Maybe the value here is supposed to be in showing people how they're willing to focus on following rules without thinking about the moral framework in which they're operating. But those who loaded Jews onto trains in the real world could not have been ignorant of the inhumanity they were perpetrating, even if they might in some cases have been ignorant of the full extent of the consequences of their actions. Those playing this abtract game, with toys, don't have that moral framework at all, unless they're able to discern the metaphor through the clues Brathwaite provided - broken glass in the decorations, era-appropriate trains, the color yellow, and a somber, typewriter fonts. If not, they're just playing a game, and can hardly be faulted for what they do. 

And passing harsh judgment on what actions people take when the metaphor is revealed is hardly fair. What is the right response? If I were offered a chance to play the game knowing the metaphor, I'd certainly refuse, and condemn the whole concept of the game - I'm enough of a student of history to know what the Nazis did, and I just visited Dachau for the second time last fall. If it were revealed to me, I think I'd either quit playing or try to stop the trains. But I don't think it's fair to condemn those who don't make those choices. The strength and nature of players' responses would depend on all kinds of things - how well they know the history, how well the metaphor works for them, what they perceive the expectation of the other players and of the hosts of the game to be - it's really hard to figure that out. Some might continue to play so as to continue to learn - to use the simulation as a teaching tool, or food for thought about the evil committed. Other than condemning the real Holocaust, I don't know that there is a definite best response to the game or to the trickery.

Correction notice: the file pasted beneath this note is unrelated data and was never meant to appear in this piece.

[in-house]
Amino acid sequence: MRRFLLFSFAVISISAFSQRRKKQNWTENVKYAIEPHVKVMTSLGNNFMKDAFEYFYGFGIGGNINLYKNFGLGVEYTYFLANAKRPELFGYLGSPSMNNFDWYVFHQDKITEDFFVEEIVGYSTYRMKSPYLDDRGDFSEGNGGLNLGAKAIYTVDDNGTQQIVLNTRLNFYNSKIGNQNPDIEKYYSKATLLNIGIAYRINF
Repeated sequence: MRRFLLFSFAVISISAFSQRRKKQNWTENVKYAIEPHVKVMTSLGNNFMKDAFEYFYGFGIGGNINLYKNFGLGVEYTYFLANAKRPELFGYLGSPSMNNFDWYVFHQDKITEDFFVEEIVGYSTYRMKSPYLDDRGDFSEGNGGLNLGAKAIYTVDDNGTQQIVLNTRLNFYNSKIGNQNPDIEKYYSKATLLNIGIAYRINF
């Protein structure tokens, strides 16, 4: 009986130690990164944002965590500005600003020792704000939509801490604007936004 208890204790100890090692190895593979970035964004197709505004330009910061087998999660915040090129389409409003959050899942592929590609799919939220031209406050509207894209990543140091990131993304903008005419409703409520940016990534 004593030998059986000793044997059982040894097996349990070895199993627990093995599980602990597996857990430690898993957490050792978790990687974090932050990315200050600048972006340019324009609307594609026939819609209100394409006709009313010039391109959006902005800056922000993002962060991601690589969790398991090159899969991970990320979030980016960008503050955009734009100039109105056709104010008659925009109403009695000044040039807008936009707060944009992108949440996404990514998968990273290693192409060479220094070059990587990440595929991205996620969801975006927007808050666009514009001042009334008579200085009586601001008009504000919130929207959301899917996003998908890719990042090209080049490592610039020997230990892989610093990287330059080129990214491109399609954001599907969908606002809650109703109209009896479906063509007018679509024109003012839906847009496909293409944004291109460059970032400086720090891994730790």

It's interesting to me, too, that the fact that the evil the Nazis did here is so direct and so palpable that people feel justified in criticizing those who play on after knowing what they're doing. Just a couple weeks ago, I watched people playing a card game called Let's Kill where they were all serial killers trying to kill the most victims in the most gruesome ways. I found it distasteful, and wouldn't likely be inclined to play it myself, but these people all had decided to play it (and enjoyed it) knowing full well what it was about. And there are hundreds of games I've played in which I kill people, or steal things, or lie - why are those actions not judged, while those in Train are? I've played the Germans in Axis and Allies many times without feeling guilty. Should I be? Are Quakers not allowed to play chess?